Top Malware Reported in the Last 24 Hours
A new and improved form of cryptomining malware called KingMiner was recently discovered. The malware targets Windows servers, brute forcing the servers to gain access to credentials. The malware was first seen in mid-June 2018 and now has two improved versions. Various evasion techniques are employed to bypass emulation and detection. The cryptominer has already infected victims from Mexico to India, and Norway to Israel.
CARROTBAT is a newly discovered malware family that contains around 29 payloads, including the SYSCON malware or OceanSalt malware. CARROTBAT and its associated payloads are dubbed the ‘Fractured Block’ campaign. CARROTBAT is a dropper that supports 11 decoy file formats ranging from cryptocurrencies to timely political events.
Hackers have been spotted stealthily deploying DDoS-capable RATs via brute-force Butter attacks. The attackers have been targeting already hacked Linux systems, leaving behind a backdoor named Butter. Butter deploys the Samba malware, which can cryptomine, launch DDoS attacks, and more.
Top Vulnerabilities Reported in the Last 24 Hours
Cybercriminals have been spotted leveraging the leaked NSA bug - a Universal Plug and Play flaw - UPnProxy. Although patches were released shortly after a cache of NSA exploits were leaked in 2016, researchers estimate that 277,000 devices still remain vulnerable. Experts believe that around 45,000 devices have been compromised via UPnProxy. The campaign, dubbed EternalSilence, appears to be targeting the service ports used by SMB. The flaw can be leveraged in attacks such as spam, phishing, and DDoS.
A zero-day vulnerability in the Nuuo NVRmini 2 Network Video Recorder firmware and software has been discovered. The vulnerability could allow hackers to access and modify the camera recordings and tamper with the feeds. The bug exists due to a lack of URI length checks on data combined with a failure to properly sanitize user-supplied inputs.The vulnerable version is NVRmini 2 firmware version 3.9.1 and prior. A patch was released by the company which addresses the flaw.
Top Breaches Reported in the Last 24 Hours
A misconfigured ElasticSearch server leaked the personal information of 57 million US citizens. The database was left online for nearly two weeks. The leaky database contained over 73GB data, including first names, last names, employer IDs, job titles, email addresses, physical addresses, state, ZIP codes, phone numbers, and IP addresses.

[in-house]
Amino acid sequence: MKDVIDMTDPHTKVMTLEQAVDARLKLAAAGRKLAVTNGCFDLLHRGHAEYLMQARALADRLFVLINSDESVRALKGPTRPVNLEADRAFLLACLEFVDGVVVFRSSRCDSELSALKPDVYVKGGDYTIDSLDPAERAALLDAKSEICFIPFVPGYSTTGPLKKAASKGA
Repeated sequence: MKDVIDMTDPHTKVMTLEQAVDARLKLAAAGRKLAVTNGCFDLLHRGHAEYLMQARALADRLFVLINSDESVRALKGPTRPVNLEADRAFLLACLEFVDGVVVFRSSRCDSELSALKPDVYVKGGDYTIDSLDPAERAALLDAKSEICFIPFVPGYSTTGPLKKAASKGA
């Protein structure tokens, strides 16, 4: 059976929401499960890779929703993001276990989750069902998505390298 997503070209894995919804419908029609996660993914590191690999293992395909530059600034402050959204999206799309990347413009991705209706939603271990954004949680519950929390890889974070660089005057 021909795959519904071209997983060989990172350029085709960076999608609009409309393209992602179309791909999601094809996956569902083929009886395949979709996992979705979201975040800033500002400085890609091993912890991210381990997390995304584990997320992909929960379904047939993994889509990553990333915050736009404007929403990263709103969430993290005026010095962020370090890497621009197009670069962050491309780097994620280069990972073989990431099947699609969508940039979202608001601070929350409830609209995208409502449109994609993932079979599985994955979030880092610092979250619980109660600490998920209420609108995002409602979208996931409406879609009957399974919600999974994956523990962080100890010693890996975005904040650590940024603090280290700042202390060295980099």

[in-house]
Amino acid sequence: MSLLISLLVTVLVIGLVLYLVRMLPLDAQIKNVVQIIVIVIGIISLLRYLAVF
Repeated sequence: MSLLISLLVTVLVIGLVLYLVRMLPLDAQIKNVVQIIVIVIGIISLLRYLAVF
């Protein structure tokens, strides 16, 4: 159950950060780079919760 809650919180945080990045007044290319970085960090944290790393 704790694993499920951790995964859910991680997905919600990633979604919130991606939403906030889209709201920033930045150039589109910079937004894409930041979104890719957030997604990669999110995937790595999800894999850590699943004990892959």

Marriott suffered a massive data breach that impacted over 500 million customers. An unauthorized access to the hotel’s guest database took place on or before September 10. However, the attacker(s) is believed to have been accessing the hotel chain's database since 2014. The breach compromised customers' names, email addresses, passport numbers, and payment information. Affected customers, including the ones from the UK, USA, and Canada, are being notified.
SKY Brazil accidentally leaked around 32 million customers' personal information. ElasticSearch server exposed on the Internet without a password. Researchers found 28.7GB of log files and a whopping 429.1GB of API data. The exposed data contained names, home addresses, phone numbers, birth dates, billing details, and encrypted passwords.
Top Scams Reported in the Last 24 Hours
Microsoftg tech support scam
The Indian police shut down an elaborate tech support scam after complaints were raised by Microsoft. Scammers sent a pop-up on people’s systems using a fake Microsoft logo. The victims were prompted to contact the call center, where the operator, pretending to be a Microsoft employee, tells them that their system had been hacked or attacked by a virus. The victims would then be offered a package of services ranging from $99 to $1,000 to fix the problem. Delhi police raided 16 fake tech-support centers and arrested about three dozen people. Last month, the Delhi authorities arrested 24 people in similar raids on 10 call centers.